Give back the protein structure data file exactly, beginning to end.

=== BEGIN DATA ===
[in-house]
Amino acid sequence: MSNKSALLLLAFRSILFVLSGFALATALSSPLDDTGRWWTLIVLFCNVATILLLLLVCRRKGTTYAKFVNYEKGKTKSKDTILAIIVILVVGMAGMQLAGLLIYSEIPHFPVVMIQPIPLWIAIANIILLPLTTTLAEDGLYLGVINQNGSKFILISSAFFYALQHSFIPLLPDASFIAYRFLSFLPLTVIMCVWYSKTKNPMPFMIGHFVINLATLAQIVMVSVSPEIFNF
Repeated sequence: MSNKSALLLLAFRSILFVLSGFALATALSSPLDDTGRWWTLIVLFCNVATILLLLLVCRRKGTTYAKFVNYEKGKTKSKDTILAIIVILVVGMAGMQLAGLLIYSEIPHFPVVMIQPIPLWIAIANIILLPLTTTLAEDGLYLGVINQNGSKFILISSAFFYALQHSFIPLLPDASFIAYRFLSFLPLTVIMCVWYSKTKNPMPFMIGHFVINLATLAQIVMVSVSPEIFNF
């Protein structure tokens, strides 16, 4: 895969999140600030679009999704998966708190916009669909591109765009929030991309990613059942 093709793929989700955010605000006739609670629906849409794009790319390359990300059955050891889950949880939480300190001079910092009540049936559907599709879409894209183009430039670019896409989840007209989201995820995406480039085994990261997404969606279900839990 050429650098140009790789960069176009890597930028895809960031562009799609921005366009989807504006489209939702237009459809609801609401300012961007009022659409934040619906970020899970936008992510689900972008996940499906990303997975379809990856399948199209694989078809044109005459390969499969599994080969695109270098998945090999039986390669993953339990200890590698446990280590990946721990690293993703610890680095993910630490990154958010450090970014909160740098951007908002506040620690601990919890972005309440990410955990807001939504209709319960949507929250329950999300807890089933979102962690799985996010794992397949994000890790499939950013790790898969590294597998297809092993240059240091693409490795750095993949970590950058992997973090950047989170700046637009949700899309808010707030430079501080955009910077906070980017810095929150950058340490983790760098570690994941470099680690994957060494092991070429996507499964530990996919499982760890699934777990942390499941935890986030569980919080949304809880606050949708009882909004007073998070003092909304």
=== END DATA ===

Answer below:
[in-house]
Amino acid sequence: MSNKSALLLLAFRSILFVLSGFALATALSSPLDDTGRWWTLIVLFCNVATILLLLLVCRRKGTTYAKFVNYEKGKTKSKDTILAIIVILVVGMAGMQLAGLLIYSEIPHFPVVMIQPIPLWIAIANIILLPLTTTLAEDGLYLGVINQNGSKFILISSAFFYALQHSFIPLLPDASFIAYRFLSFLPLTVIMCVWYSKTKNPMPFMIGHFVINLATLAQIVMVSVSPEIFNF
Repeated sequence: MSNKSALLLLAFRSILFVLSGFALATALSSPLDDTGRWWTLIVLFCNVATILLLLLVCRRKGTTYAKFVNYEKGKTKSKDTILAIIVILVVGMAGMQLAGLLIYSEIPHFPVVMIQPIPLWIAIANIILLPLTTTLAEDGLYLGVINQNGSKFILISSAFFYALQHSFIPLLPDASFIAYRFLSFLPLTVIMCVWYSKTKNPMPFMIGHFVINLATLAQIVMVSVSPEIFNF
């Protein structure tokens, strides 16, 4: 895969999140600030679009999704998966708190916009669909591109765009929030991309990613059942 093709793929989700955010605000006739609670629906849409794009790319390359990300059955050891889950949880939480300190001079910092009540049936559907599709879409894209183009430039670019896409989840007209989201995820995406480039085994990261997404969606279900839990 050429650098140009790789960069176009890597930028895809960031562009799609921005366009989807504006489209939702237009459809609801609401300012961007009022659409934040619906970020899970936008992510689900972008996940499906990303997975379809990856399948199209694989078809044109005459390969499969599994080969695109270098998945090999039986390669993953339990200890590698446990280590990946721990690293993703610890680095993910630490990154958010450090970014909160740098951007908002506040620690601990919890972005309440990410955990807001939504209709319960949507929250329950999300807890089933979102962690799985996010794992397949994000890790499939950013790790898969590294597998297809092993240059240091693409490795750095993949970590950058992997973090950047989170700046637009949700899309808010707030430079501080955009910077906070980017810095929150950058340490983790760098570690994941470099680690994957060494092991070429996507499964530990996919499982760890699934777990942390499941935890986030569980919080949304809880606050949708009882909004007073998070003092909304």